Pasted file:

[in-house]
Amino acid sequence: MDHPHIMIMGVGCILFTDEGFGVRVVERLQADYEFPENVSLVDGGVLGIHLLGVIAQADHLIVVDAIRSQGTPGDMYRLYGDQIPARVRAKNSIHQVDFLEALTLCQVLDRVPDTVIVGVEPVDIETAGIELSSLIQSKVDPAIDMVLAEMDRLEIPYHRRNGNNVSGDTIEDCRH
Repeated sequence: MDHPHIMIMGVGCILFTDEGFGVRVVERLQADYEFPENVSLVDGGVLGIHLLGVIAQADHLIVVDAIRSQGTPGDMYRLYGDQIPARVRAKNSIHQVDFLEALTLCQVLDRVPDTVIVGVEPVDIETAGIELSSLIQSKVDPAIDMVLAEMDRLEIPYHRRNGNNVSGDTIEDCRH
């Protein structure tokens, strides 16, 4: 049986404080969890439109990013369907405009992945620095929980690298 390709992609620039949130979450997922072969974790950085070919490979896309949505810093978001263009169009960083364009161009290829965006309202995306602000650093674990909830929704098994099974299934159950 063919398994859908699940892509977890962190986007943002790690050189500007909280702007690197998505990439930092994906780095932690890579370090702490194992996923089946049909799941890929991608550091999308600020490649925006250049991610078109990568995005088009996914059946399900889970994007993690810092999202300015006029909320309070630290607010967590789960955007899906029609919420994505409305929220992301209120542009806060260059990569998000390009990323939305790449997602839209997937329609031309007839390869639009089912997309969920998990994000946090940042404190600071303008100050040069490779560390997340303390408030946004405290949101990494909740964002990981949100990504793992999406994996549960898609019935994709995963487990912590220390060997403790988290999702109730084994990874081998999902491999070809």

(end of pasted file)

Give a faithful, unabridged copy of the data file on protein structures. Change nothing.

[in-house]
Amino acid sequence: MDHPHIMIMGVGCILFTDEGFGVRVVERLQADYEFPENVSLVDGGVLGIHLLGVIAQADHLIVVDAIRSQGTPGDMYRLYGDQIPARVRAKNSIHQVDFLEALTLCQVLDRVPDTVIVGVEPVDIETAGIELSSLIQSKVDPAIDMVLAEMDRLEIPYHRRNGNNVSGDTIEDCRH
Repeated sequence: MDHPHIMIMGVGCILFTDEGFGVRVVERLQADYEFPENVSLVDGGVLGIHLLGVIAQADHLIVVDAIRSQGTPGDMYRLYGDQIPARVRAKNSIHQVDFLEALTLCQVLDRVPDTVIVGVEPVDIETAGIELSSLIQSKVDPAIDMVLAEMDRLEIPYHRRNGNNVSGDTIEDCRH
């Protein structure tokens, strides 16, 4: 049986404080969890439109990013369907405009992945620095929980690298 390709992609620039949130979450997922072969974790950085070919490979896309949505810093978001263009169009960083364009161009290829965006309202995306602000650093674990909830929704098994099974299934159950 063919398994859908699940892509977890962190986007943002790690050189500007909280702007690197998505990439930092994906780095932690890579370090702490194992996923089946049909799941890929991608550091999308600020490649925006250049991610078109990568995005088009996914059946399900889970994007993690810092999202300015006029909320309070630290607010967590789960955007899906029609919420994505409305929220992301209120542009806060260059990569998000390009990323939305790449997602839209997937329609031309007839390869639009089912997309969920998990994000946090940042404190600071303008100050040069490779560390997340303390408030946004405290949101990494909740964002990981949100990504793992999406994996549960898609019935994709995963487990912590220390060997403790988290999702109730084994990874081998999902491999070809």